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Let $A=\{z\in\mathbb{C}~:~|z|>4\}$. Let $f(z)=\frac{z}{(z-1)(z-2)(z-3)}$ and $g(z)=\frac{z^2}{(z-1)(z-2)(z-3)}$.

I have been asked whether or not $f$ and $g$ have global primitives in $A$ and if so to find them.

After decomposing into partial fractions I have:

$f(z)=\frac{1}{2}\bigg(\frac{1}{z-1}\bigg)-2\bigg(\frac{1}{z-2}\bigg)+\frac{3}{2}\bigg(\frac{1}{z-3}\bigg)$

and

$g(z)=\frac{1}{2}\bigg(\frac{1}{z-1}\bigg)+-4\bigg(\frac{1}{z-2}\bigg)+\frac{9}{2}\bigg(\frac{1}{z-3}\bigg)$.

Now my understanding of the complex logarithm is not great, but from what I understand, in any simply connected open subset of $\mathbb{C}-{a}$ there is a branch of $\log(z-a)$ serving as a primitive for $\frac{1}{z-a}$. However our region $A$ is not simply connected. How can we work around this?

Thanks for any advice and/or deeper insights into understanding primitives involving logs/mulitivalued functions.

$\bf{UPDATE:}$ Thanks to zyx's answer, I have made the following realization. To show the existence of a primitive for a given function in the domain $A$, I just need to show that the integral around every closed loop in $A$ evaluates to 0. For loops which wind around the complement of $A$, this only happens when the coefficients of the $\frac{1}{z-a}$ terms sum to 0, as hinted below.

However I still do not really understand why we can say the primitive $\frac{1}{2}\log(z-1)-2\log(z-2)+\frac{3}{2}\log(z-3)$ is well defined in $A$.

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2 Answers 2

up vote 3 down vote accepted

The hint by zyx is a good one. But you can also make the quick observation that the path integrals of $f$ and $g$ along a circle of radius $R$ around the origin does not depend on $R$ in the interval $R>4$. Now let $R\to\infty$. Far away from the origin $f(z)$ is close to $1/z^2$, so the limit of this path integral as $R$ grows is ... Far away from the origin $g(z)$ is close to $1/z$, so...

Edit(ver3 - the previous two edits were not very clear, sorry): Another way of seeing the same thing would be to think about it on the Riemann sphere. The goal is to show that the condition in zyx's answer is satisfied. The key is to identify the constants $p,q,r$ as residues of $f(z)\,dz$ at the respective poles.

Both $f$ and $g$ have limit zero at infinity, so they are defined and holomorphic at infinity. So switch to the variable $w=1/z$. Now $f(z)\,dz=f(1/w)\cdot(-1/w^2)\,dw$, similarly for $g$. On the $w$-plane your region $A$ consists of the points with $|w|<1/4$. We see that $$ f(1/w)\frac1{w^2}=\frac{(1/w)(1/w^2)}{(-1+1/w)(-2+1/w)(-3+1/w)}=\frac1{(1-w)(1-2w)(1-3w)} $$ is holomorphic in $A$.

Therefore the path integral of $f(1/w)w^{-2}\,dw$ along a circle $|w|=1/R, R>4$ is zero. But this path integral is equal (up to sign) to the path integral of $f(z)\,dz$ along the circle $|z|=R$. Therefore the latter path integral is also zero. But this means that the sum of the residues of $f(z)$ at its poles is also equal to zero, so zyx's condition will be satisfied, and we can conclude that $f(z)$ has a primitive in $A$.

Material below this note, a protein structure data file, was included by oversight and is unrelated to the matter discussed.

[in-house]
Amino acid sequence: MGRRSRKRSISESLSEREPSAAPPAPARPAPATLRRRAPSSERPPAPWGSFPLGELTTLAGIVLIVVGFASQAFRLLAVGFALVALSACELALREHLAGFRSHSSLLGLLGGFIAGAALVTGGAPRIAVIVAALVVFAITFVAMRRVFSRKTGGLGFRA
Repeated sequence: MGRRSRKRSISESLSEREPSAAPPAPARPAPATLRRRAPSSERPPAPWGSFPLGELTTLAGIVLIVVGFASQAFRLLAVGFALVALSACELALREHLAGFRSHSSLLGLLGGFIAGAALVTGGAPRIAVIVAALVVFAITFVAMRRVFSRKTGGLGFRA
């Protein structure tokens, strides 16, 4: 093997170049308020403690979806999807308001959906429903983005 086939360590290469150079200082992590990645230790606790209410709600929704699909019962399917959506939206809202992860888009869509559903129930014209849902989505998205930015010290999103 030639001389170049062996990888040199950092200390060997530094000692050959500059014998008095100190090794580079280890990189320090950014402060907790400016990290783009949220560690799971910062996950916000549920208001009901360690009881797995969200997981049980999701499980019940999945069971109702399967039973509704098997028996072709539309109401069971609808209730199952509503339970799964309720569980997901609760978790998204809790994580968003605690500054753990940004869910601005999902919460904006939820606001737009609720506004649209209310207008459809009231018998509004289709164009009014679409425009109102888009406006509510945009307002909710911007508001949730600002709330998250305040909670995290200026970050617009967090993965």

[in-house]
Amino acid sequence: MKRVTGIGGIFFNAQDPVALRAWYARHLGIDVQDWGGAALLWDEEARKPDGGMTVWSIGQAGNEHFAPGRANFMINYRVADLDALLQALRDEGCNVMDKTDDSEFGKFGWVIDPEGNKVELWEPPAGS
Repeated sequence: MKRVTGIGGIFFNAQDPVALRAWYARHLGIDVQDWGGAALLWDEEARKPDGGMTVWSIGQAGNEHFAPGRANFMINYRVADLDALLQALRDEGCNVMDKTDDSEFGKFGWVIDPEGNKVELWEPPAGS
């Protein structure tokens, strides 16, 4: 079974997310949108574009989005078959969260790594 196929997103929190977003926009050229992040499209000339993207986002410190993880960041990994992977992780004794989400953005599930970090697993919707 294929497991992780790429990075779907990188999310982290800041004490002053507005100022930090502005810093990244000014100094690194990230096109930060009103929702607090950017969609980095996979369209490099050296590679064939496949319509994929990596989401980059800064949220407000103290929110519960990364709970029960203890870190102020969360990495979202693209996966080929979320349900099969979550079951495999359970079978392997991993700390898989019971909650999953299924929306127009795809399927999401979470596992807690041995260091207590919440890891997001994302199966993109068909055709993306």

OTOH with $g(1/w)w^{-2}$ things don't go quite as well. All because the degrees of numerator and denominator ____ (fill in the blank)

============================

Remark: The piece of general theory I am aiming at here is that for any rational function $f(z)=P(z)/Q(z)$ the sum of the residues of $f(z)\,dz$ over the Riemann sphere is always zero. Here the residue at infinity is defined by switching to the local parameter $w=1/z$ and studying the form $f(1/w)\,d(1/w)=-f(1/w)w^{-2}\,dw$ at $w=0$. This (well-known result) follows from the fact that a suitable large circle loops once counterclockwise around all the finite poles. The above substitution $w=1/z$ turns the tables in the sense that the finite poles are now outside, and an eventual pole at $w=0$ is the only residue affecting this modified path integral - with the path now looping clockwise. Taking the sign change (due to switch in orientation of the loop) into account gives the result.

The rest of the calculations were about showing that if $\deg P(z)\le\deg Q(z)-2$, then the residue at infinity is zero. Hence the sum of the residues at the finite poles also has to be zero. The extra $-2$ comes from the need to switch local variables. Going deeper we could also say that $-2(\infty)$ is a canonical divisor of the rational function field, but let's stop here :-)

Edit $\#n$: Still there were typos. Switching to CW.

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1  
I can use the estimate that the integral around the circle $C_R$ of radius $R$ is bounded by $M(R)\cdot 2\pi R$, where $M(R)$ is the max of the modulus of the function on $C_R$. So the integral of $f$ would go to 0, $g$ to $2\pi$. But how can I formalize that $f$ goes to $1/z^2$ so I don't have to actually find $M(R)$? Or would $M(R)$ always occur at the real number $R$? (for $R>4$) –  RHP Aug 14 '11 at 8:16
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@RHP: Good! That's what I was hinting. You don't need to find $M(R)$ explicitly. It suffices to observe that for $R>4$ all the factors in the denominator have absolute values at least $R/4$. Because $1,2,3 < 3|z|/4$, the triangle inequality gives you that much. Then you can tell that for $f$ you have $M(R)<K/R^2$ for some constant $K>0$. –  Jyrki Lahtonen Aug 14 '11 at 8:21
    
Thanks so much! –  RHP Aug 14 '11 at 8:27

$p \log(z-1) + q \log(z-2) + r\log(z-3)$ is well-defined in the region A when $p+q+r=0$.

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